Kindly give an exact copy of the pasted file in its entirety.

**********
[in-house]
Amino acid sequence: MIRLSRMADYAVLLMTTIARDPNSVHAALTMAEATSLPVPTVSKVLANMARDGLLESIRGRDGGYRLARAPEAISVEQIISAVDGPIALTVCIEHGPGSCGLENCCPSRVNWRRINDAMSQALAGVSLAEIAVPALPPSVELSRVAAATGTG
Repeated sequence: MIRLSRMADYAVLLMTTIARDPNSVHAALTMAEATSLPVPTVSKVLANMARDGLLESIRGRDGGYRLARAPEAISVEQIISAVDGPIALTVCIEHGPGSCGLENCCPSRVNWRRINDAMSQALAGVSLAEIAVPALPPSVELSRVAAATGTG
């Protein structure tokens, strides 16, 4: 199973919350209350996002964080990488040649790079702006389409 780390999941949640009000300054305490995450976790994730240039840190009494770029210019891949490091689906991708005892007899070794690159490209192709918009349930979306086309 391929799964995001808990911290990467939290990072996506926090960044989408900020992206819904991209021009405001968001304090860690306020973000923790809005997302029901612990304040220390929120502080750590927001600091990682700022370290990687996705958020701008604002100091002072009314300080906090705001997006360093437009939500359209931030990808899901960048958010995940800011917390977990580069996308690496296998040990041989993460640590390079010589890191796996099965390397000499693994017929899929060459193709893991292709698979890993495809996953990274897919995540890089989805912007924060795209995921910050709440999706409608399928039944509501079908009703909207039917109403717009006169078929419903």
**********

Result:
[in-house]
Amino acid sequence: MIRLSRMADYAVLLMTTIARDPNSVHAALTMAEATSLPVPTVSKVLANMARDGLLESIRGRDGGYRLARAPEAISVEQIISAVDGPIALTVCIEHGPGSCGLENCCPSRVNWRRINDAMSQALAGVSLAEIAVPALPPSVELSRVAAATGTG
Repeated sequence: MIRLSRMADYAVLLMTTIARDPNSVHAALTMAEATSLPVPTVSKVLANMARDGLLESIRGRDGGYRLARAPEAISVEQIISAVDGPIALTVCIEHGPGSCGLENCCPSRVNWRRINDAMSQALAGVSLAEIAVPALPPSVELSRVAAATGTG
């Protein structure tokens, strides 16, 4: 199973919350209350996002964080990488040649790079702006389409 780390999941949640009000300054305490995450976790994730240039840190009494770029210019891949490091689906991708005892007899070794690159490209192709918009349930979306086309 391929799964995001808990911290990467939290990072996506926090960044989408900020992206819904991209021009405001968001304090860690306020973000923790809005997302029901612990304040220390929120502080750590927001600091990682700022370290990687996705958020701008604002100091002072009314300080906090705001997006360093437009939500359209931030990808899901960048958010995940800011917390977990580069996308690496296998040990041989993460640590390079010589890191796996099965390397000499693994017929899929060459193709893991292709698979890993495809996953990274897919995540890089989805912007924060795209995921910050709440999706409608399928039944509501079908009703909207039917109403717009006169078929419903």